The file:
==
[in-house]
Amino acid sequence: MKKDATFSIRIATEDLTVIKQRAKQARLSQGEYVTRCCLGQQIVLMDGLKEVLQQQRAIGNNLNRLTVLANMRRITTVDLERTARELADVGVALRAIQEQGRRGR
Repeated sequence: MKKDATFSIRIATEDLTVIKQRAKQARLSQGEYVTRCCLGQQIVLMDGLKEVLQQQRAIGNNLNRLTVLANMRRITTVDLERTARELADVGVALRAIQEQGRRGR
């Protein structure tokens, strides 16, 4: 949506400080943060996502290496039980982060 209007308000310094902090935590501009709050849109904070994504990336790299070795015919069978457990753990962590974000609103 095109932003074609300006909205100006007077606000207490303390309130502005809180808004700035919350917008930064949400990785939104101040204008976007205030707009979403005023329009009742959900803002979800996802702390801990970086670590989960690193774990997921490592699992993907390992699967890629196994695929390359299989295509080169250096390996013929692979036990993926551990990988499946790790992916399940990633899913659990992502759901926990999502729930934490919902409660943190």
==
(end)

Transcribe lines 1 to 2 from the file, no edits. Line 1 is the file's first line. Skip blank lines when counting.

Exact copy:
[in-house]
Amino acid sequence: MKKDATFSIRIATEDLTVIKQRAKQARLSQGEYVTRCCLGQQIVLMDGLKEVLQQQRAIGNNLNRLTVLANMRRITTVDLERTARELADVGVALRAIQEQGRRGR